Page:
Lizzie’s first passport arrived on Friday. She may be only 18 months old, but if we were to travel abroad, then she would need her own passport.
We don’t have any international trips planned; we can’t really afford a holiday right now. But the fact that we didn’t have anything booked meant that this was the ideal time to submit the application. That way, any future trips wouldn’t have been at risk if her passport didn’t come through in time.
In any case, the turnaround on her passport was quick – under a week. I’d expected it to take longer, what with it being her first passport and it approaching peak holiday season. A friend had also encountered delays with her daughter’s passport application, submitted recently. Their situation is somewhat different though; whilst both her and her husband are British citizens, her husband was born outside the UK. I suppose Lizzie is lucky in that respect, that both Christine and I are British citizens who were born here.
We were fortunate that we got both her short-form and full birth certificate when I registered her birth last year. You need to send the full certificate off with the passport application; although it costs extra, it was one less document to have to arrange.
What did surprise me was that the application asks questions about our parents – i.e. Lizzie’s grandparents. This is because of a change in the law that came into effect in 1983 which means that children born in the UK do not automatically get British citizenship if their parents are not British. Christine doesn’t have a relationship with her dad, and so it felt odd having to include his details on the application.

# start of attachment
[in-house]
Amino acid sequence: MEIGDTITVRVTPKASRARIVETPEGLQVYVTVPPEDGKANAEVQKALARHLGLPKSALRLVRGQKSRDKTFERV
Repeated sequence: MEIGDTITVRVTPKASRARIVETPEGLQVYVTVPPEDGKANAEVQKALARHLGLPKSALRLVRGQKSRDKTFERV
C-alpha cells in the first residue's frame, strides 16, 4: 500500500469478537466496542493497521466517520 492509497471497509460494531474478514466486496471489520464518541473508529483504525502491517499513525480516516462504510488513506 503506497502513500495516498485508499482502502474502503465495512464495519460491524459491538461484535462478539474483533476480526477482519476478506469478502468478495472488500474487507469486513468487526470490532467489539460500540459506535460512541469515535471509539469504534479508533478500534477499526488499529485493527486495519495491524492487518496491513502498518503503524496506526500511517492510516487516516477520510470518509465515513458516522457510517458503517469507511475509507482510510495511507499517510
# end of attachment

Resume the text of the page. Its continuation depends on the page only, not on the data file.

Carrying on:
Christine didn’t have her own passport until 2013; previously she had been included on her mum’s passport, as this was a thing you could do in times gone by. She had to apply for one as an adult, and due to the aforementioned 1983 change in the law, this involved attending an interview. This was at the local passport office in Leeds, where she was asked various questions about her life in Britain. Again, this is despite her and both of her parents being British by birth. We had to put back the booking of our honeymoon until this was completed, and her passport still has her maiden name in despite it being issued shortly before our wedding.
At least Lizzie now won’t have to go through this process; we should just be able to renew her child passport every five years with updated photos each time. That’s assuming that there’s no further changes to immigration rules. With Brexit on the horizon, I wouldn’t be surprised if the rules change again.
We’ve tentatively agreed to go on holiday with my parents next summer – this would be the first holiday I’ve taken with my parents since 2003. Possible competition wins aside, I don’t think Lizzie will get a chance to use her passport until then.